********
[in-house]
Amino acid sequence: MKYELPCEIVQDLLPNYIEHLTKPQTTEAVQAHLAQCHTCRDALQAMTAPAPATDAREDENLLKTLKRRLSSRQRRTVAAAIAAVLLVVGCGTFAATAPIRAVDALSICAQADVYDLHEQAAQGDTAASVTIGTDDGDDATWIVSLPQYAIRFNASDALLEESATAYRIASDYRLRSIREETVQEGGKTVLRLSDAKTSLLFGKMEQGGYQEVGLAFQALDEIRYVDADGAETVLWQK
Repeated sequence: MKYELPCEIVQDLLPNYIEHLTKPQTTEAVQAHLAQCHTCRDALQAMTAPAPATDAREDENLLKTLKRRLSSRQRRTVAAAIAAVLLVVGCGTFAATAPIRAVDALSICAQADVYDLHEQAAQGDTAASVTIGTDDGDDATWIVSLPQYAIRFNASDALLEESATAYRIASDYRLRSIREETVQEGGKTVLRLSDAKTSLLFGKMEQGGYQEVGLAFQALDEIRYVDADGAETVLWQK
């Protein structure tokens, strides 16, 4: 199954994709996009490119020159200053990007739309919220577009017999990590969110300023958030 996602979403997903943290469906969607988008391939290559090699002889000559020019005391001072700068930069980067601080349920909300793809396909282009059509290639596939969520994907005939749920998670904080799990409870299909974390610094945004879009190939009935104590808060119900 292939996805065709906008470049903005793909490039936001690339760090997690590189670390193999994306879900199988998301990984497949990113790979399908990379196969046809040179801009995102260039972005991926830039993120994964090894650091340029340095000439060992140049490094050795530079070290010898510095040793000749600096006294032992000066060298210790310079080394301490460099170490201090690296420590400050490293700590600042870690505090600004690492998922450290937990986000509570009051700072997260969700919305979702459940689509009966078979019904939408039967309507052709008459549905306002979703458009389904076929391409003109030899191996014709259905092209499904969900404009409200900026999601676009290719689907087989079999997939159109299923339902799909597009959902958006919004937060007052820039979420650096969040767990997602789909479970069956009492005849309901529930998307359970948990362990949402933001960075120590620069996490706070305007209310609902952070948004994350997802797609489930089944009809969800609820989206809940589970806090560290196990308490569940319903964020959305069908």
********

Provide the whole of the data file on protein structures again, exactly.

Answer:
[in-house]
Amino acid sequence: MKYELPCEIVQDLLPNYIEHLTKPQTTEAVQAHLAQCHTCRDALQAMTAPAPATDAREDENLLKTLKRRLSSRQRRTVAAAIAAVLLVVGCGTFAATAPIRAVDALSICAQADVYDLHEQAAQGDTAASVTIGTDDGDDATWIVSLPQYAIRFNASDALLEESATAYRIASDYRLRSIREETVQEGGKTVLRLSDAKTSLLFGKMEQGGYQEVGLAFQALDEIRYVDADGAETVLWQK
Repeated sequence: MKYELPCEIVQDLLPNYIEHLTKPQTTEAVQAHLAQCHTCRDALQAMTAPAPATDAREDENLLKTLKRRLSSRQRRTVAAAIAAVLLVVGCGTFAATAPIRAVDALSICAQADVYDLHEQAAQGDTAASVTIGTDDGDDATWIVSLPQYAIRFNASDALLEESATAYRIASDYRLRSIREETVQEGGKTVLRLSDAKTSLLFGKMEQGGYQEVGLAFQALDEIRYVDADGAETVLWQK
């Protein structure tokens, strides 16, 4: 199954994709996009490119020159200053990007739309919220577009017999990590969110300023958030 996602979403997903943290469906969607988008391939290559090699002889000559020019005391001072700068930069980067601080349920909300793809396909282009059509290639596939969520994907005939749920998670904080799990409870299909974390610094945004879009190939009935104590808060119900 292939996805065709906008470049903005793909490039936001690339760090997690590189670390193999994306879900199988998301990984497949990113790979399908990379196969046809040179801009995102260039972005991926830039993120994964090894650091340029340095000439060992140049490094050795530079070290010898510095040793000749600096006294032992000066060298210790310079080394301490460099170490201090690296420590400050490293700590600042870690505090600004690492998922450290937990986000509570009051700072997260969700919305979702459940689509009966078979019904939408039967309507052709008459549905306002979703458009389904076929391409003109030899191996014709259905092209499904969900404009409200900026999601676009290719689907087989079999997939159109299923339902799909597009959902958006919004937060007052820039979420650096969040767990997602789909479970069956009492005849309901529930998307359970948990362990949402933001960075120590620069996490706070305007209310609902952070948004994350997802797609489930089944009809969800609820989206809940589970806090560290196990308490569940319903964020959305069908």